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Is Alt.net Duplicitous?

Roy makes a number of accusations about the Alt.net community, particularly centred around their espoused ideals clashing with their comments and blogs. I respect Roy greatly, his blog was one of my first real sources for great TDD information, and he has consitently put out great blog posts and software. Largely his complaints come down to TypeMock (who he now works for) not getting an overly warm welcome by many people in the Alt.net world.

I don't for one second question Roy's sincerity, he really has shifted his view on how testing and mocking should work, for what he sees as all the right reasons, and now he seeks to convert others to the same cause.

I'm not what you might call a "paid up member" of the Alt.net movement, my blog address appears on altnetpedia.com, I frequent the Alt.net mailing list, but I have never attended one of the conferences, nor do I put the Alt.net logo on my site. I read a few dozen blogs, probably a third would be classed as Alt.net people, most would not be. I guess I have a foot in Alt.net but dance with the devil.

I am however one of the people that has commented a number of times on TypeMock and its suitability as a mocking framework (for my needs), and Roy's obvious frustration comes down largely to his perception that people are bashing TypeMock unfairly, or out of dogma, and not seeing his vision for a better way to write software that TypeMock can help with.

That is perhaps the case with some people. TypeMock has some fervent supporters, and there are some people that think TypeMock encourages bad practices and should be avoided - software for some reason is one of those things people become almost religious about. I suspect that most people, myself included, are somewhere in the middle.

TypeMock is to me largely irrelevant. It has some plus sides (debugger support, mocking legacy and framework classes easily), and it has some down sides (it makes it "ok" to couple your code, or to use concretions over abstractions)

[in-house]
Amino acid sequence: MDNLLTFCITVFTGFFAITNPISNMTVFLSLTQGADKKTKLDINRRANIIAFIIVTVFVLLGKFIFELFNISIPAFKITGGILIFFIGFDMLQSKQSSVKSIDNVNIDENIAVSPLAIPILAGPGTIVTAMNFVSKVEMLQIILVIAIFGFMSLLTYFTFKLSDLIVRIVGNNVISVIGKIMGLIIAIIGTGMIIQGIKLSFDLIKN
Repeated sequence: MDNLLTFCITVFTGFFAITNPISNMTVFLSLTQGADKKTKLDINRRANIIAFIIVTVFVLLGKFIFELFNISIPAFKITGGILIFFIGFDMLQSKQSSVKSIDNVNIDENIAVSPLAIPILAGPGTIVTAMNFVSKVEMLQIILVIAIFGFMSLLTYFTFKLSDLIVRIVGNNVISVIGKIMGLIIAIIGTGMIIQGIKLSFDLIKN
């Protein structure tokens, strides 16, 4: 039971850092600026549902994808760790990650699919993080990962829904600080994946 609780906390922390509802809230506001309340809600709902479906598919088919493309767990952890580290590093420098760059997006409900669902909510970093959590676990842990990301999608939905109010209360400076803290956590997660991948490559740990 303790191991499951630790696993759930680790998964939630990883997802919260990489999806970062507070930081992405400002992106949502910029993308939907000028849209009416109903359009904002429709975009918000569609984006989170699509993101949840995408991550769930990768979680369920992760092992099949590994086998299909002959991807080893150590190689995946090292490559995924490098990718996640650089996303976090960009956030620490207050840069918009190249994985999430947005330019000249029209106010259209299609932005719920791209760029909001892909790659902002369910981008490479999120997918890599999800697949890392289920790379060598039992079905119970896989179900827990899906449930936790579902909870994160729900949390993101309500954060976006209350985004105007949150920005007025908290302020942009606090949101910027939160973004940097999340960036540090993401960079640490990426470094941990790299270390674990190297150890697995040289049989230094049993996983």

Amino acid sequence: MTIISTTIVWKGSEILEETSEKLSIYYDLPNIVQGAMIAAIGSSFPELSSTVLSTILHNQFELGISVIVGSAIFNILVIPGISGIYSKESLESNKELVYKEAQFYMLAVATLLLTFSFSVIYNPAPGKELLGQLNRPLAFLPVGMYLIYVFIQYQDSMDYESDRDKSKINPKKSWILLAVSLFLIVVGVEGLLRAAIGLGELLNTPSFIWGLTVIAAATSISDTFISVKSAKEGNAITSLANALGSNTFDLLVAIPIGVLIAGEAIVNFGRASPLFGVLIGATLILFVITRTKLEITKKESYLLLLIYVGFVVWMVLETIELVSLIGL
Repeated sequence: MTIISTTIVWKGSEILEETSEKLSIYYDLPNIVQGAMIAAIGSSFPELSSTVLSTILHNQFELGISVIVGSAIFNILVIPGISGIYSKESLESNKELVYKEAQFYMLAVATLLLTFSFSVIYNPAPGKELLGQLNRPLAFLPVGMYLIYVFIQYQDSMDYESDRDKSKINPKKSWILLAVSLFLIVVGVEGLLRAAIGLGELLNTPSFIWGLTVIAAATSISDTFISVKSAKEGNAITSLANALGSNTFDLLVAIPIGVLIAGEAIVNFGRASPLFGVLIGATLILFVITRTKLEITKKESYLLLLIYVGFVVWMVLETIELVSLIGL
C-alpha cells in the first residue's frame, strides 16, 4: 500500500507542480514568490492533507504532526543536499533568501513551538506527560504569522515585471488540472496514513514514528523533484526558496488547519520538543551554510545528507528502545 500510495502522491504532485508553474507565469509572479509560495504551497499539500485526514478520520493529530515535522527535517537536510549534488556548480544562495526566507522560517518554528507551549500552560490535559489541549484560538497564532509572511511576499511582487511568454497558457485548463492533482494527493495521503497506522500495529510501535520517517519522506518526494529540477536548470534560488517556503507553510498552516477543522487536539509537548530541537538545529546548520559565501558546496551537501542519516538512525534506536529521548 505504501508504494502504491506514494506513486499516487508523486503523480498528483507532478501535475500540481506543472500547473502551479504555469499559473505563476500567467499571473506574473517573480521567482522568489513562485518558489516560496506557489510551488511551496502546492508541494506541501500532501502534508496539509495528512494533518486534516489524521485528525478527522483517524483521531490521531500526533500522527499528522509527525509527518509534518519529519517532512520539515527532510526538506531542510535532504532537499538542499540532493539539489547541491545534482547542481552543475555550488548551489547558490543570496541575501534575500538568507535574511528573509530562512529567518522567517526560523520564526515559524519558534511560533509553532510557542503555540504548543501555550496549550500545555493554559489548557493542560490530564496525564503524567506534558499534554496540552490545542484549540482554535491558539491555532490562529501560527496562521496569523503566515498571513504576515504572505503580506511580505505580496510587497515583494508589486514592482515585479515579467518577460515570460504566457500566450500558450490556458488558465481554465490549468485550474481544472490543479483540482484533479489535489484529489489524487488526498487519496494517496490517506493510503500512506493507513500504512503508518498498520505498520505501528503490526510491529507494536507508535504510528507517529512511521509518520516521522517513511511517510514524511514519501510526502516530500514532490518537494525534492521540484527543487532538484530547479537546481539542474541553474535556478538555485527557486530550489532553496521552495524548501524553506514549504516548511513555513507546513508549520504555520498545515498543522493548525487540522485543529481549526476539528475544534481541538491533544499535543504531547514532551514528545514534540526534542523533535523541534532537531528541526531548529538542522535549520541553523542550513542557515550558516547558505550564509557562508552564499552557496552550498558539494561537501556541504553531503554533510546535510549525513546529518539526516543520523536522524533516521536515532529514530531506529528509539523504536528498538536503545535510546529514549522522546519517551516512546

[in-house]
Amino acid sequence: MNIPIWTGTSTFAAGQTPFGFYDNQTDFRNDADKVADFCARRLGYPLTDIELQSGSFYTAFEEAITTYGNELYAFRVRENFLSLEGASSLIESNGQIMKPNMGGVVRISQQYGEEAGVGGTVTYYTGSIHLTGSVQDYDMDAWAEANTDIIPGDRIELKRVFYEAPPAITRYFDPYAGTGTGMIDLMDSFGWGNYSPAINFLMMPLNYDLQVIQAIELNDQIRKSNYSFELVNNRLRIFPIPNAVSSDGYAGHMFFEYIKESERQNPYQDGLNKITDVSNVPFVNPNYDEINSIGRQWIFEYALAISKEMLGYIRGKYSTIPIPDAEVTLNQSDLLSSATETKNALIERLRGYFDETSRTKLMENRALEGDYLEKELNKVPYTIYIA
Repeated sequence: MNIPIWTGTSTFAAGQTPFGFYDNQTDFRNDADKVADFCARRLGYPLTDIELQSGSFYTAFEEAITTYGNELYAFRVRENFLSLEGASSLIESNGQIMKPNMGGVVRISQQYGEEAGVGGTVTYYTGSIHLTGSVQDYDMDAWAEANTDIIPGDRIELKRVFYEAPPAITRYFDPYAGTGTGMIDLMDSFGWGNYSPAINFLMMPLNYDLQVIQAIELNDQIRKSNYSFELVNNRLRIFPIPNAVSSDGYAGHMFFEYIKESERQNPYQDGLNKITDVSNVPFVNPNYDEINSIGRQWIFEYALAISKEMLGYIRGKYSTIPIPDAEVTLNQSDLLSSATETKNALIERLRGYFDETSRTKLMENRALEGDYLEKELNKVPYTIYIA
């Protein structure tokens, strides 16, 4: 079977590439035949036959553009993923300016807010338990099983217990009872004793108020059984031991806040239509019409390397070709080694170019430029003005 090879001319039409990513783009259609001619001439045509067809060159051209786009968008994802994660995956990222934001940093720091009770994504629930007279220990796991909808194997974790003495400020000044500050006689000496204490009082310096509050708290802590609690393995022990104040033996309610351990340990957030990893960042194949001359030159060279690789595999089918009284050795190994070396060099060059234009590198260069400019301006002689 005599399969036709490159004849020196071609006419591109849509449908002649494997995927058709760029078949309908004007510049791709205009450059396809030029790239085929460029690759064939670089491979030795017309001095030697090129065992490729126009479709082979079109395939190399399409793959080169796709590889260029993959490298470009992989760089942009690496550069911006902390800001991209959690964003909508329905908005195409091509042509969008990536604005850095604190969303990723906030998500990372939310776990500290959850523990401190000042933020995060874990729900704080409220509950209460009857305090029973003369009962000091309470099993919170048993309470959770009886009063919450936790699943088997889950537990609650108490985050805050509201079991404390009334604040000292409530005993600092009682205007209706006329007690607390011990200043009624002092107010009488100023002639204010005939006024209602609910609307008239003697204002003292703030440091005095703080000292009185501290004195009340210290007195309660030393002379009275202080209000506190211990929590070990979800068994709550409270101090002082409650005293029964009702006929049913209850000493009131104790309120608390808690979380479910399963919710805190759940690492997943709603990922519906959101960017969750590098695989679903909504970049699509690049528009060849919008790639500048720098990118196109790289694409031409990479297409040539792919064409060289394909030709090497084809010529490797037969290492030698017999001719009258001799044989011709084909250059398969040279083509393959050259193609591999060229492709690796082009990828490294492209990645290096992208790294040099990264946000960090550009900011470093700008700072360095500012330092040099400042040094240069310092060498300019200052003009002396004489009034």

But mostly I just cannot see the point of TypeMock as it exists. It is, if you exclude the plus and minus points I just listed for a moment, basically the same as Moq or Rhino Mocks. It does more or less the same things, in more or less the same way, except both of those options are free, and TypeMock is one of the most costly development tools you could own.

I'm certainly not against commercial software, I own personal licences for all the software I use on a daily basis, but those products I choose to purchase are the best in their class, or solve a particular problem I face. I also weigh up the cost to value benefit.

The best comparison would be against unit testing frameworks, which are all to the best of my knowledge open source. There are commercial tools which make them easier to use, but there is no need for a commercial unit testing framework, as they are at least 95% feature complete.

The same could be said of mocking frameworks, Rhino and Moq are at least 95% feature complete, and pretty much (in all day to day ways) the same as TypeMock. There is for me, no one "killer feature" that TypeMock has that justifies it's price or putting a dependency upon it within a code base.

So is Alt.Net guilty of the duplicitous charge that Roy has made?

Expecting all people who frequent the Alt.net world to be constantly flicking between technology and tool choices is not going to hold water. A typical software project may last weeks, months and possibly years. You cannot switch and change that frequently, you have to make choices and go with them. That doesn't stop Alt.Net people wanting to become aware of more options, but it also means that new options have to get compared to existing options, and even when a better option comes along, it is frequently not going to be used because of historical reasons. People still have their favourites, they still have their personal biases, and they still consider themselves as capable individuals who can evaluate these things.